Financial Literacy-Balance Sheet

Apr 27, 2017 by Andrew Clark

Most veterinary businesses can operate very effectively using three financial statements; the income statement (also called the profit and loss statement), the cash flow statement, and the balance sheet. 

  1. The purpose of the income statement is to show whether the company made or lost cash, and how much cash, from providing veterinary services and products during the period being reported.
  2. The purpose of the cash flow statement is to show what was done with the cash generated by the veterinary business as well sources and uses of cash generated from non cash assets located on the balance sheet during the period being reported.
  3. The purpose of the balance sheet is to show, on a specific date/time, what the veterinary business has to show for all of its efforts on a specific date/time.  The balance sheet reports liabilities (debt)  and two types of assets, cash and non cash assets. 

Once you understand these three financial statements, you know the following things:

INCOME STATEMENT/P&L- during a period of time

how much cash was generated or lost by your veterinary company

CASH FLOW STATEMENT- during a period of time

how the cash was used during a period of time

how non cash assets became sources or uses of cash during a period of time

BALANCE SHEET- on a specific date/time

what assets you have to show for the activities of the veterinary business

what liabilities you have to show for the activities of the veterinary business

what the owners equity is in the company

 

Income Statement or Profit and Loss (P&L) Statement

The Income Statement is the financial report most commonly used in veterinary businesses.  Keep in mind that the income statement only tells part of the financial story.  An income statement is a type of summary flow report that lists and categorizes the various revenues and expenses that result from operations during a given period - a year, a quarter, or a month. 

The difference between revenues and expenses represents a company's net income or net loss. The amounts shown in the income statement are the amounts recorded for the given period - a year, a quarter or a month. The next period’s income statement will start over with all amounts reset to zero.  

The income statement only shows the amounts earned or expensed during the period in question. 

The cash flow statement shows how the income (cash) was used and the balance sheet shows accumulated balances since inception,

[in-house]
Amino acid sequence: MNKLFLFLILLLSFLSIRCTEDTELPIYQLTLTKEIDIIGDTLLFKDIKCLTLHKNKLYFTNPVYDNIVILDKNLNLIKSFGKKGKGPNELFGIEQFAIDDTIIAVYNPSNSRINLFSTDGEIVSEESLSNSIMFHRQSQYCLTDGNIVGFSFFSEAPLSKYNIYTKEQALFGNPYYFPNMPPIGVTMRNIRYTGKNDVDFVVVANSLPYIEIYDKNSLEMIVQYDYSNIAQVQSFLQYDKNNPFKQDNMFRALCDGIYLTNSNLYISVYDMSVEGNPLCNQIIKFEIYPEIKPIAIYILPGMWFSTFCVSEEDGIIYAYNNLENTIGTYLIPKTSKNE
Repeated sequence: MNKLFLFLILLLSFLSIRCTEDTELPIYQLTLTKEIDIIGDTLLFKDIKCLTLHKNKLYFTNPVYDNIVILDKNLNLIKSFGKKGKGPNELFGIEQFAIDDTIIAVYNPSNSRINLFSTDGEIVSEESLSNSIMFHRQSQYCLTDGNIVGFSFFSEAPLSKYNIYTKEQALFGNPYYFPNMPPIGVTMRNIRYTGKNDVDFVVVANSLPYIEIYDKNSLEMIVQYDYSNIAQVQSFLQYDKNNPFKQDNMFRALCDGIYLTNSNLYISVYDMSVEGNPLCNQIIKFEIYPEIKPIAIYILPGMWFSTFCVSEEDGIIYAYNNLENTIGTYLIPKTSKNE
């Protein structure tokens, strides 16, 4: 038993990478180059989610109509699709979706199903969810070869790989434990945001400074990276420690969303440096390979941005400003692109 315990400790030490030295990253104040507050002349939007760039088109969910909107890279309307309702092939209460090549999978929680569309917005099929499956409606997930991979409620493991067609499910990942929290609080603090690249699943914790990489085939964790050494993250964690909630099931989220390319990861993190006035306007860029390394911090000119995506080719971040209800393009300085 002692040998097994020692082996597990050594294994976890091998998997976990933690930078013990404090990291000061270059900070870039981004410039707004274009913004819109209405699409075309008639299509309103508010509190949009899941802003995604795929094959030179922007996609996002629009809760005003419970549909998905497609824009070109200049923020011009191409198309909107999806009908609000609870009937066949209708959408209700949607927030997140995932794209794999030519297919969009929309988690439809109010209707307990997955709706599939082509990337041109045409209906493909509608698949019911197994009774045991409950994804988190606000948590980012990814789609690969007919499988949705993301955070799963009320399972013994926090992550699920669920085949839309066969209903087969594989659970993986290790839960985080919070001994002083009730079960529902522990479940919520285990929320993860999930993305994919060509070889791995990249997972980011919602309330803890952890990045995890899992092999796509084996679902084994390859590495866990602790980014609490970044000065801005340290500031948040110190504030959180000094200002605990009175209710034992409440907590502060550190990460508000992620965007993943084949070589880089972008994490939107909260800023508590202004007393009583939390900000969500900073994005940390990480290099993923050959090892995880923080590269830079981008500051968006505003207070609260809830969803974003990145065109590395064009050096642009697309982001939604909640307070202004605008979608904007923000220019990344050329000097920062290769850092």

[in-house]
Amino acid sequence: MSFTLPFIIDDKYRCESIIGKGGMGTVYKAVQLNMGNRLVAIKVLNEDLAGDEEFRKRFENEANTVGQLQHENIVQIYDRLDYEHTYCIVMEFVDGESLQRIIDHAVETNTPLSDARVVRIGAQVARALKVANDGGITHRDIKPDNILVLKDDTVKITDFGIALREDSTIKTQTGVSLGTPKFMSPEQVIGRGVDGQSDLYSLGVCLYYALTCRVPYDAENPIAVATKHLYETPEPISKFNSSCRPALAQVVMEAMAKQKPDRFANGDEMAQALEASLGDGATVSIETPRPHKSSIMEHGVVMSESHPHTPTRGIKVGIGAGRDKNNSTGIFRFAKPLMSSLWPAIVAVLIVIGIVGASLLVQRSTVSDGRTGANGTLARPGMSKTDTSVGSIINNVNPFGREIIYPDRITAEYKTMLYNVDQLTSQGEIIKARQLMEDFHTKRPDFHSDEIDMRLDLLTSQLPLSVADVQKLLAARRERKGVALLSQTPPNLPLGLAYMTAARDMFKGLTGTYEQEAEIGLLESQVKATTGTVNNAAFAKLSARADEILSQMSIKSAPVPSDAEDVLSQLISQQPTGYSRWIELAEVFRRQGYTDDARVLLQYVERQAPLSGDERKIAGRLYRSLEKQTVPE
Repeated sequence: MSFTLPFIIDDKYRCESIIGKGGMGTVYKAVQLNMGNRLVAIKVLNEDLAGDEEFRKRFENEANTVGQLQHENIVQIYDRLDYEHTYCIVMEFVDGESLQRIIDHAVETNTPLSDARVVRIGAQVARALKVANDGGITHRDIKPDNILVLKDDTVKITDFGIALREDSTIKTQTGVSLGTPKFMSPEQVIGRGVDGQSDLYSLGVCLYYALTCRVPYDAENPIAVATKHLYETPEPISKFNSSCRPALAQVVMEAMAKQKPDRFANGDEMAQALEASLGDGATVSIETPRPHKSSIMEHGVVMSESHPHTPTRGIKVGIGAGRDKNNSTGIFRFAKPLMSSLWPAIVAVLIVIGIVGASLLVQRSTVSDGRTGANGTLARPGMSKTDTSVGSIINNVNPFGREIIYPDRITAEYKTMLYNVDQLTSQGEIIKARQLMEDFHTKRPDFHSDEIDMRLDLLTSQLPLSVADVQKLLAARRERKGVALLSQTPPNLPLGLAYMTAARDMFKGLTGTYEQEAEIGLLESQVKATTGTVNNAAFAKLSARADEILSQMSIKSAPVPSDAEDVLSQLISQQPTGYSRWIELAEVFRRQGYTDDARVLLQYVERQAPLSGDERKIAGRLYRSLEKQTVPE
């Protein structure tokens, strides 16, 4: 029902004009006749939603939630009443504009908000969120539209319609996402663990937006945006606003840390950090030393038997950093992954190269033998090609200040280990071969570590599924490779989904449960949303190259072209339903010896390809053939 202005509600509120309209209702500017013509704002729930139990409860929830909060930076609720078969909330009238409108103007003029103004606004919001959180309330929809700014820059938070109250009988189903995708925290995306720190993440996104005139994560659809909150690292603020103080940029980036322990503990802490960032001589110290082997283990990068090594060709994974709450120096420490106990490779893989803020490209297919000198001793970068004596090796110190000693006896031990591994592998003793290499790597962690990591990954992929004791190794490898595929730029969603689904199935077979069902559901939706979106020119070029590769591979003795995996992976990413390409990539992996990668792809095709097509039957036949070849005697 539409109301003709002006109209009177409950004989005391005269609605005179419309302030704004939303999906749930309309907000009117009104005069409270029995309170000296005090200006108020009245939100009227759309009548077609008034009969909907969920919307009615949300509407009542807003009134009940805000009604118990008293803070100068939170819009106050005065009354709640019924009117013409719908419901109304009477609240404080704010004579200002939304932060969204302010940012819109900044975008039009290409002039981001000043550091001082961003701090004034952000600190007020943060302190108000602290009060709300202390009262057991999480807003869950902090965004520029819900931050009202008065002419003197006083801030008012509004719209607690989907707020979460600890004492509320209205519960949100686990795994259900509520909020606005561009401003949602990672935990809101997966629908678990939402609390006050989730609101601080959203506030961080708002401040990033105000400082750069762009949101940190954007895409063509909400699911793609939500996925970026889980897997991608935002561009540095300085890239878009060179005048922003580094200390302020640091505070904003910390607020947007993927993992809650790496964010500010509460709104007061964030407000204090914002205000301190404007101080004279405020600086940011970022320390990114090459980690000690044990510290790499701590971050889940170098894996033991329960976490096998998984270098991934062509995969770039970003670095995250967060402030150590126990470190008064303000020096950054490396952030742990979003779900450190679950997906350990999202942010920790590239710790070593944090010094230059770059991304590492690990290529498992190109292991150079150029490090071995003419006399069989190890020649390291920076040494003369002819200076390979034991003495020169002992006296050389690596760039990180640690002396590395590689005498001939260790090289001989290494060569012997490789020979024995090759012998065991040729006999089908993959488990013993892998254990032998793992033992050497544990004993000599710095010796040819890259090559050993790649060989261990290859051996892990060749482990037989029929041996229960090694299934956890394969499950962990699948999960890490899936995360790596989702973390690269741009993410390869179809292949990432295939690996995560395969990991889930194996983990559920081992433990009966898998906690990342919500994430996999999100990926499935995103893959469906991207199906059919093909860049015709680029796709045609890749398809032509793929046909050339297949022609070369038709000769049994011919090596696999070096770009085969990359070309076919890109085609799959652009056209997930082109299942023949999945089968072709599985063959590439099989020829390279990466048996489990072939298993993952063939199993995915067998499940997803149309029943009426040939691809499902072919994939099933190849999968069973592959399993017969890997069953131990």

(http://www.bouffordca.com/FS/SampleFS.pdf)

 

Cash Flow Statement or Statement of Cash Flows

A cash flow statement, also known as statement of cash flows,[1] is a financial statement that shows how changes in balance sheet accounts and income affect cash and cash equivalents.  I look at a cash flow statement as a record of what you did with the cash generated by operating your veterinary business, and what cash was generated or used by assets on your balance sheet. 

Essentially, the cash flow statement is concerned with the flow of cash in and out of the business. The statement captures both the current operating results and the accompanying changes in the balance sheet.[1] As an analytical tool, the statement of cash flows is useful in determining the short-term viability of a company, particularly its ability to pay bills. International Accounting Standard 7 (IAS 7), is the International Accounting Standard that deals with cash flow statements.

https://en.wikipedia.org/wiki/Cash_flow_statement

Balance Sheet

A company’s balance sheet serves the same purpose as a personal net worth statement.  When you apply for a loan, if you don’t provide one, the bank will develop a personal net worth statement for you or for your family.  The calculation adds the amount of cash you hold to the value of your non-cash assets and subtracts your total debt, yielding your net worth. 

The balance sheetfor a company is based on the “accounting equation”: assets = liabilities + owners' equity.  Doing some basic algebra, the equation is also expressed as assets – liabilities = owner equity.  The balance sheet reports everything the company owns (assets), everything the company owes (liabilities) and the value of the ownership stake in the company (shareholders' equity, or capital).   Shareholder equity or owner equity is very like personal net worth. 

The balance sheet date is a snapshot of the ending date of the period or year.  It is a continuation of the amounts recorded since the inception of the company or organization. The balance sheet is a report of the financial position of the company at the balance sheet date and shows the accumulated balance of the accounts. Assets and liabilities are separated between current and long-term, where current items are those items, which will be realized or paid, within one year of the balance sheet date. Typical current assets are cash, prepaid expenses, accounts receivable and inventory.

The statement of retained earnings shows the amount of accumulated earnings that have been retained within the company since its inception. At the end of each fiscal year-end, the amount of net income or loss is added to the opening amount of retained earnings to arrive at the closing retained earnings. Retained earnings can be decreased by such items as dividends paid to shareholders. Negative retained earnings are the result of taking out more dividends than the company had cash to distribute. 

 (http://www.bouffordca.com/FS/SampleFS.pdf)

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